Shiv Sena’s swing song | Maharashtra

Claiming that the alliance has its basis in their common ideology of Hindutva, the BJP and Shiv Sena launched a joint election campaign at a rally in Kolhapur on March 24. However, even as the top leaders of the two parties tried to show a united front, their discomfort with each other was evident. Chief Minister Devendra Fadnavis and Shiv Sena chief Uddhav Thackeray had apparently come together to explain to voters why they have realigned after criticising each other for four-and-a-half years. As per the pre-poll alliance between the BJP and the Sena, the former will contest 25 seats and the latter 23 out of the 48 Lok Sabha constituencies in the state.

When he arrived at the stage along with Fadnavis, Thackeray took some time to break the coconut to inaugurate the programme. The ever cautious Thackeray, who is known to take decisions after thorough deliberations, tried his best to show his solidarity on the issue of the Ram temple in Ayodhya and national security. However, he did not give more than one minute to these subjects in his 20-minute speech. He claimed that the Ram temple movement gained momentum due to his visit to Ayodhya in November 2018. “The subject was put on the back burner. I gave it momentum. The Ram temple is a symbol of Ramrajya (good governance),” he said.

Indicating that he has accepted Prime Minister Narendra Modi as his leader, Thackeray called him “Narendra bhai” for the first time in public, instead of his usual “Modi”. “Our PM candidate is fixed. They (the Opposition) should declare their leader,” he said. This was a deviation from his earlier stand that the prime ministerial candidate should be decided after consulting all the alliance partners.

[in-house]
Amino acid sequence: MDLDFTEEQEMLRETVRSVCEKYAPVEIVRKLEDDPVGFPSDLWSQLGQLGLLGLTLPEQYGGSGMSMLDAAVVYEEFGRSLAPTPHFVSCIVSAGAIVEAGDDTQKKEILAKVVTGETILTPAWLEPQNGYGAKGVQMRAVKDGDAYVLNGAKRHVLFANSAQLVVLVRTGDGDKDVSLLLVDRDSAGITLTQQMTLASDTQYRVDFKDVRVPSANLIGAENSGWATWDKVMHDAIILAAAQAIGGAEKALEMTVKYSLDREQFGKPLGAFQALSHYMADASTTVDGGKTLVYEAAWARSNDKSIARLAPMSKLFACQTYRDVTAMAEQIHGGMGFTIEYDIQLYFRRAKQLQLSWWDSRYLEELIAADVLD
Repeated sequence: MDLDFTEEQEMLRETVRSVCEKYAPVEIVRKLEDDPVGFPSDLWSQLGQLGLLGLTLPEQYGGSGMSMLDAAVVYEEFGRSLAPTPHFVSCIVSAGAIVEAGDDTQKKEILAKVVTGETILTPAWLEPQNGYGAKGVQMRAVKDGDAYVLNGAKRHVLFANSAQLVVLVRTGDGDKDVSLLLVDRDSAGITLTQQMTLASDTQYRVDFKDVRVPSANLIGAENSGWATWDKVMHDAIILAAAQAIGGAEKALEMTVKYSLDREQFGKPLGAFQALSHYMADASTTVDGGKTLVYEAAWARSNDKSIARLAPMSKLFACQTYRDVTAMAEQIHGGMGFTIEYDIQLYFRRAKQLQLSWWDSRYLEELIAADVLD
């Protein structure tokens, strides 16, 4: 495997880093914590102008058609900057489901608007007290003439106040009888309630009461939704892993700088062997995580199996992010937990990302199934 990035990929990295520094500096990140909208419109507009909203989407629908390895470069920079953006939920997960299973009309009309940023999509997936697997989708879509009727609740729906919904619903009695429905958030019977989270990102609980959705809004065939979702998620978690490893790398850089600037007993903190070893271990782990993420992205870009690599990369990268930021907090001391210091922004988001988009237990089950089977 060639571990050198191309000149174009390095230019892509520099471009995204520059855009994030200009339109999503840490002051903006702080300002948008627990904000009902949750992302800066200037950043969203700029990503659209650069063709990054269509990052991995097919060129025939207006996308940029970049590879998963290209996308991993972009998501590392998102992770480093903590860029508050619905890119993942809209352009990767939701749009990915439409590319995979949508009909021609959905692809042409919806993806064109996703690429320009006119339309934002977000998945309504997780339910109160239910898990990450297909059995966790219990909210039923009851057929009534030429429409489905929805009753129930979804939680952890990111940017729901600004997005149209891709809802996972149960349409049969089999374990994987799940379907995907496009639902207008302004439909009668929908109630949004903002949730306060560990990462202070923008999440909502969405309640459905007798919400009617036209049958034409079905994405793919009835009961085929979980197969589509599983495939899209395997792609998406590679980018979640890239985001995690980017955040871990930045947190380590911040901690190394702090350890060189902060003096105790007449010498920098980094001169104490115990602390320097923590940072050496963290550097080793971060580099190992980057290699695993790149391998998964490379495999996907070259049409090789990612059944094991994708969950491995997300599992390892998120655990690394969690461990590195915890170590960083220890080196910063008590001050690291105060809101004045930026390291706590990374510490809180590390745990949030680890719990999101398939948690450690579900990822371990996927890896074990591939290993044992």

Earlier, Thackeray had targeted Fadnavis for the growing number of farmers’ suicides in the state. At the rally, however, he said that the state government has fulfilled all its promises, particularly by implementing programmes for farmers, without mentioning any specific scheme.

“We are proud Hindus; our definition of religion is adopting a humanitarian approach. We will focus on social schemes for the poor,” Thackeray said, without giving details of any scheme.

The Sena chief did not mention the air strikes conducted by the air force at Balakot in Pakistan. This came as a surprise as the BJP has been insisting that national security will be a big issue this poll.

Thackeray admitted that the tie-up with the BJP will help the Sena. “In the past, when we (the BJP and the Sena) were not on friendly terms, the Congress and the NCP organised protest marches against the government.” He also announced that the Sena will not let down the BJP.

On his part, Fadnavis described Thackeray as the “guide of the alliance” and did not mention the Sena chief’s criticism of his government. “This alliance is beyond caste, language and region. This is an alliance of nationalist parties. We have come together on the basis of patriotism,” Fadnavis said and did not mention the Sena any further in his 25-minute speech. Instead, he referred to various schemes to claim that his government has brought about a positive transformation in the lives of the poor.

However, many in the audience did not seem impressed. Ajit Sutar, a spectator, said, “I came here hoping that Dhairyasheel Mane (Sena candidate from Hatkanangale) will spell out his election promises, I wasn’t keen about the speeches of Thackeray and Fadnavis.” For Nilesh Chavan, a Sena worker, the enthusiasm in the audience was important. “Even if the speeches were dull, we are fully charged because now we have an opportunity to demolish the NCP bastion in Kolhapur,” he said. The BJP- Sena chose Kolhapur to start their campaign as they believe that this western Maharashtra region needs nurturing. They had won six out of the 10 LS seats in this region in 2014.


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